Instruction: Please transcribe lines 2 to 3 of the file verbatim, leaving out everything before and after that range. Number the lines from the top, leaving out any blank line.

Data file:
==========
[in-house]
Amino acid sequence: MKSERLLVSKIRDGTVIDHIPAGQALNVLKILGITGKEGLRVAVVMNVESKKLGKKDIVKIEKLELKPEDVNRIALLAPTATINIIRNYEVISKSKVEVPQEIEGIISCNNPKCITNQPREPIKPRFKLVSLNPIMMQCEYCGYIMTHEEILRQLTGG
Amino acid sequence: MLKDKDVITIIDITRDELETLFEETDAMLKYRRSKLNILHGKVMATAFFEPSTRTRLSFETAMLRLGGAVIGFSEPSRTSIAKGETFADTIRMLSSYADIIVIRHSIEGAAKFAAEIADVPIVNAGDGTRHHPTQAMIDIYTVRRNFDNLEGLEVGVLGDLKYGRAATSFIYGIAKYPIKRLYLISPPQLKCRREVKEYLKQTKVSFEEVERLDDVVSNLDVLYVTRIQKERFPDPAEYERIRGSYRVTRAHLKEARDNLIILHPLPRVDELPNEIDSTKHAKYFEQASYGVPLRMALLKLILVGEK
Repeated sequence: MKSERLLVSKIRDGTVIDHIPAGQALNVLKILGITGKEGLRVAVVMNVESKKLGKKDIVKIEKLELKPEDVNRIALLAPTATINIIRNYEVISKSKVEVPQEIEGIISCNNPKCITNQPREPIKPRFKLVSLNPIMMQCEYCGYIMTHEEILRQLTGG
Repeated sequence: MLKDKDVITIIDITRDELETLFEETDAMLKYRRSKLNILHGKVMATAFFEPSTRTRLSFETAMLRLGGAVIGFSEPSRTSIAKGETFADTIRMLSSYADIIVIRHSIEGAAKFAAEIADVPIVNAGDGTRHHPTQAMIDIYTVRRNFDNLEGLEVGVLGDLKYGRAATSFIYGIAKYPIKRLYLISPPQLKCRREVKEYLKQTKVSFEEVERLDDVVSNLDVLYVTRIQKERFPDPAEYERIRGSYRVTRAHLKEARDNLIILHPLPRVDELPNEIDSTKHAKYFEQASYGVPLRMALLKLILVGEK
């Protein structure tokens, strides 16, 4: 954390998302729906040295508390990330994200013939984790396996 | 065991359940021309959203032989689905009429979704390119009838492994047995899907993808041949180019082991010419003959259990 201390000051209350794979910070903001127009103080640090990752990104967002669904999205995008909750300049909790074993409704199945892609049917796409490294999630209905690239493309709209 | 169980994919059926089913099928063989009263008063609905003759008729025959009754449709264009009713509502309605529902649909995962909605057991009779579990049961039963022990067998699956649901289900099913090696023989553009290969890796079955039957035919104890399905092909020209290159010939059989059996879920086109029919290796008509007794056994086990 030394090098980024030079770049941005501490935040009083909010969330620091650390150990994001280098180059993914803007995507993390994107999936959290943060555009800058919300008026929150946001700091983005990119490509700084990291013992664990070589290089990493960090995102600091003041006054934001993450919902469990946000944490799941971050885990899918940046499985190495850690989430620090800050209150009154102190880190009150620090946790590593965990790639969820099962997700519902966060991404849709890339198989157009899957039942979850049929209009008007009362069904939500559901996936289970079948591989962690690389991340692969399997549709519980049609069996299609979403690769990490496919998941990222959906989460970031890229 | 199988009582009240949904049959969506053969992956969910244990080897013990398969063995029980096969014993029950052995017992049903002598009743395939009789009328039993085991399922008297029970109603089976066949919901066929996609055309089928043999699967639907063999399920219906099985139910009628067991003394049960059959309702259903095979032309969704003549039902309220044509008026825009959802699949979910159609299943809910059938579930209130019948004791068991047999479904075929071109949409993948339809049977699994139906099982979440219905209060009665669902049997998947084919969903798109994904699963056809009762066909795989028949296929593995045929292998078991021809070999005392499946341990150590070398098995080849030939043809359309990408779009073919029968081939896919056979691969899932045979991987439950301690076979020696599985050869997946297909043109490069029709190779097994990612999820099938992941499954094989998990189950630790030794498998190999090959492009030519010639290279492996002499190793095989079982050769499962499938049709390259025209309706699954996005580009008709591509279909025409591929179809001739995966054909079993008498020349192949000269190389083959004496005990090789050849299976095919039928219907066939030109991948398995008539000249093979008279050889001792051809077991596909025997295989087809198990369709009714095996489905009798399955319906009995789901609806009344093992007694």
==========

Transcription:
Amino acid sequence: MKSERLLVSKIRDGTVIDHIPAGQALNVLKILGITGKEGLRVAVVMNVESKKLGKKDIVKIEKLELKPEDVNRIALLAPTATINIIRNYEVISKSKVEVPQEIEGIISCNNPKCITNQPREPIKPRFKLVSLNPIMMQCEYCGYIMTHEEILRQLTGG
Amino acid sequence: MLKDKDVITIIDITRDELETLFEETDAMLKYRRSKLNILHGKVMATAFFEPSTRTRLSFETAMLRLGGAVIGFSEPSRTSIAKGETFADTIRMLSSYADIIVIRHSIEGAAKFAAEIADVPIVNAGDGTRHHPTQAMIDIYTVRRNFDNLEGLEVGVLGDLKYGRAATSFIYGIAKYPIKRLYLISPPQLKCRREVKEYLKQTKVSFEEVERLDDVVSNLDVLYVTRIQKERFPDPAEYERIRGSYRVTRAHLKEARDNLIILHPLPRVDELPNEIDSTKHAKYFEQASYGVPLRMALLKLILVGEK